The Chrysler 300 model we drove featured the new S trim package, which adds a monochromatic exterior (painting over certain chrome accents), black chrome grille, piano black accents in the cabin and 20-inch aluminum wheels that were not on the car we drove, since it was equipped with winter tires on downsized rims. All-wheel drive cars with the S package make do with 19-inch wheels.

Another feature of the S package was the “Beats by Dr. Dre” audio system that sounds excellent, but also seems to be more of a marketing exercise than anything else. I’m not enough of an audiophile to say whether it is superior to something like the Genesis R-Spec’s Lexicon sound system, but then again, all I listen to are Mother Goose nursery rhymes when my daughter is on board, or a handful of alt-rock and punk standards I have saved on my phone when it’s just the adults. One sound that was not appreciated was a fairly distinct wind noise intrusion that seemed to be coming from the rear door even when all doors were securely closed.

Unique to the 300S were a set of Fiat 500-like red leather seats with a stitched S logo emblazoned on the seatback. Perhaps a little over the top, but there is no denying the drama of an interior awash in rich, piano black plastics complemented by vivid red leather seats and armrests. It worked with the glossy black exterior on our tester, but I can’t imagine it looking good with any other colour, and one downside of the custom leather treatment is that you miss out on the ventilated-seat feature of the standard 300C.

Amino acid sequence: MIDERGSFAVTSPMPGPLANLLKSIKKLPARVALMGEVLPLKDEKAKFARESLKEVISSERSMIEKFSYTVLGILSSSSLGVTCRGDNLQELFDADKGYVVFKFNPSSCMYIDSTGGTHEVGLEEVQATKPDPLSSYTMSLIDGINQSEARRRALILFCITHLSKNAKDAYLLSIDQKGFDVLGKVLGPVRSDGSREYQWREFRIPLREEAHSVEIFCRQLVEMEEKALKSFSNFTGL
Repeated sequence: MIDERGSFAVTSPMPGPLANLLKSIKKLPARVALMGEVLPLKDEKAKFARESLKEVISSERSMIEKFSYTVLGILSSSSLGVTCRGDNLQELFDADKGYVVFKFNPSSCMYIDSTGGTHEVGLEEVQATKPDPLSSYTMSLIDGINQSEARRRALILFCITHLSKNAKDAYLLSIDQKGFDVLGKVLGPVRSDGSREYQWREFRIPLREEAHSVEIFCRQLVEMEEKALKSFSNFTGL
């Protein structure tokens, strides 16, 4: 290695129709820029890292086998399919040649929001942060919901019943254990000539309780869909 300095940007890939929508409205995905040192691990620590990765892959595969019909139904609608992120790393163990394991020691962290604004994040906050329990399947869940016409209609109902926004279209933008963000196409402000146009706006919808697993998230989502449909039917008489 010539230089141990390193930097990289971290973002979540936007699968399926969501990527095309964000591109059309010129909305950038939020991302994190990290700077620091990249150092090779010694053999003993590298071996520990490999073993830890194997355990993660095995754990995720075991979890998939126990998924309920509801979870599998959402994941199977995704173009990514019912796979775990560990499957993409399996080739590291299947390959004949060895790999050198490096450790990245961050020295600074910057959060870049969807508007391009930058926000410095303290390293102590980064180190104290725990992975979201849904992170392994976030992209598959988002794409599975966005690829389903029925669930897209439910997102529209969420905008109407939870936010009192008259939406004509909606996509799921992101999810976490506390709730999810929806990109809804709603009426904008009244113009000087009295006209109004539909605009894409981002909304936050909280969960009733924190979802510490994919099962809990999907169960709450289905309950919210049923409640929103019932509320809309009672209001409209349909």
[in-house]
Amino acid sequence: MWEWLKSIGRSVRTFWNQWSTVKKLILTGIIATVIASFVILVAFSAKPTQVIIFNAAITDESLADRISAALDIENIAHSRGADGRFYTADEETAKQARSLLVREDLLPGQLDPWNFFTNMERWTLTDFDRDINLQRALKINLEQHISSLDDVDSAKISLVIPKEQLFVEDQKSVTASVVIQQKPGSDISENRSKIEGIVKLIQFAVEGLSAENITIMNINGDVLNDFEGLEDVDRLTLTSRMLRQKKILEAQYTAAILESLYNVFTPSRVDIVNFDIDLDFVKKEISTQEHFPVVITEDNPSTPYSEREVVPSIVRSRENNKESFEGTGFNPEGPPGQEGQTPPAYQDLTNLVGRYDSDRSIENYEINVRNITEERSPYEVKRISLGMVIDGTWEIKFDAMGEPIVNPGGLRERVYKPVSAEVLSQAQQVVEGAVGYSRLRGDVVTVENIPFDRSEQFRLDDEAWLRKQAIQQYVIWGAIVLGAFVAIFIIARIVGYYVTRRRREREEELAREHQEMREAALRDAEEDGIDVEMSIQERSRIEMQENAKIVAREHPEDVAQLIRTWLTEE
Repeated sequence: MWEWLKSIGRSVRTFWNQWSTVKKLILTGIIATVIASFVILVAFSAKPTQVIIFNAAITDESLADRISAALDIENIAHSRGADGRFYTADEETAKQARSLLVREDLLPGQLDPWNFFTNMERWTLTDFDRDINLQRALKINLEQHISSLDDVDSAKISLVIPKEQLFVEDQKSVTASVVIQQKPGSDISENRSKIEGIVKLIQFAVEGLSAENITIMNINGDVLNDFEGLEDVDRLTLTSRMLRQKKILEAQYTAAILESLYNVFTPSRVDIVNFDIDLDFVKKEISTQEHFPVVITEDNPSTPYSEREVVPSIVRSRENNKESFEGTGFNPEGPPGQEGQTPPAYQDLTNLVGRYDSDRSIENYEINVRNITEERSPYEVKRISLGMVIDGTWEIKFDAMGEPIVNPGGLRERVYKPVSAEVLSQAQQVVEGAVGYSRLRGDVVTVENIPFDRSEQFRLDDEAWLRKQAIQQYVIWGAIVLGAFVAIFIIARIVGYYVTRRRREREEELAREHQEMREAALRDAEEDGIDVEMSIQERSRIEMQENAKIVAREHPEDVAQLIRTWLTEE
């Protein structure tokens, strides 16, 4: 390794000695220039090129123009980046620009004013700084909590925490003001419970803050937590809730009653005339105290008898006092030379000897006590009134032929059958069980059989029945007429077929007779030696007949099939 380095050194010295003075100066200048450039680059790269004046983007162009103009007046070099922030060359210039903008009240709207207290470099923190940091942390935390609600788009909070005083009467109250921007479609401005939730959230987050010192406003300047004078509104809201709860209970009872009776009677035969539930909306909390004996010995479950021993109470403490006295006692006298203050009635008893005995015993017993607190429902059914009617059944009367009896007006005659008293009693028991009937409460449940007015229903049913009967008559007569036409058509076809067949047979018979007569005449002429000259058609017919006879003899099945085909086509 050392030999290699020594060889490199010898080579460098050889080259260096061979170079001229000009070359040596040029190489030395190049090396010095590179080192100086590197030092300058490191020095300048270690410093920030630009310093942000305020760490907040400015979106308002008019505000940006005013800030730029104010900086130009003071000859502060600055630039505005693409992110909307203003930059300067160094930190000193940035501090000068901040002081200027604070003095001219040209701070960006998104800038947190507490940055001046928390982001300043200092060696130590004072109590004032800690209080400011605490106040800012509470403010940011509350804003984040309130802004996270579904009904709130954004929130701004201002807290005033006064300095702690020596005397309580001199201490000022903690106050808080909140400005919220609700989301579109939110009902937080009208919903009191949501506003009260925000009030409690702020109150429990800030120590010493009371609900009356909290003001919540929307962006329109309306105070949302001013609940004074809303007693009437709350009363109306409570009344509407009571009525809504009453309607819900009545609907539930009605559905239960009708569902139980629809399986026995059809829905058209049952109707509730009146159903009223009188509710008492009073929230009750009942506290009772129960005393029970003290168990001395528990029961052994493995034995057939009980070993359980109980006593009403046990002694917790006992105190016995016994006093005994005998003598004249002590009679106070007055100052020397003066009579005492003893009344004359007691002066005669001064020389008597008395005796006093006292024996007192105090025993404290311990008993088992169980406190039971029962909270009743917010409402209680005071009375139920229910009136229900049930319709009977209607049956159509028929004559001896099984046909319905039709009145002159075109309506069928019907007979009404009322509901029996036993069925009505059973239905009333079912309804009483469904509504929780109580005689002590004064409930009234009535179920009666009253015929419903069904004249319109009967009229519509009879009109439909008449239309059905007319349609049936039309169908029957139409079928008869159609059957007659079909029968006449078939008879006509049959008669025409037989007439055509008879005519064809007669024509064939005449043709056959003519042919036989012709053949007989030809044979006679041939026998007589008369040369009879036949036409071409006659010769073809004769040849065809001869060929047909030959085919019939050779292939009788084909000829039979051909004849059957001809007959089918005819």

Test Drive: 2012 Chrysler 300S car test drives reviews luxury cars chrysler
Test Drive: 2012 Chrysler 300S car test drives reviews luxury cars chrysler
2012 Chrysler 300S; by Michael Schlee. Click image to enlarge

Seat comfort was excellent front and rear, and at over five metres in length (5,044 mm) and with a wheelbase over three metres (3,052 mm), rear legroom was good for 1,019 mm, with the square roof contributing to excellent headroom as well. Another small ergonomic detail that Chrysler got right is the dead pedal — it’s a full-size adult foot’s worth of solid support with rubber tread so that your left foot isn’t cramped or stuffed into an awkward position.

Once you start poking around below the belt line, you will find hard plastics around the central storage bin under the armrest and other out-of-the-way areas. Additionally, the plain shifter and plasticky faux carbon-fibre shifter gate is a disappointment compared to the upper dash, but the shifter does move through the gates with a solid, reassuring feel – though this is an automatic shifter I’m talking about, so you don’t have to go there too often. On the bright side, the 300S features real aluminum shift paddles that are curved to cup your fingertips and invite a bit of needless downshifting just to get a little more action from the Hemi. While some might find the engine and exhaust note too subdued, it toed the line between luxury and muscle, as is appropriate for this dressed up muscle car.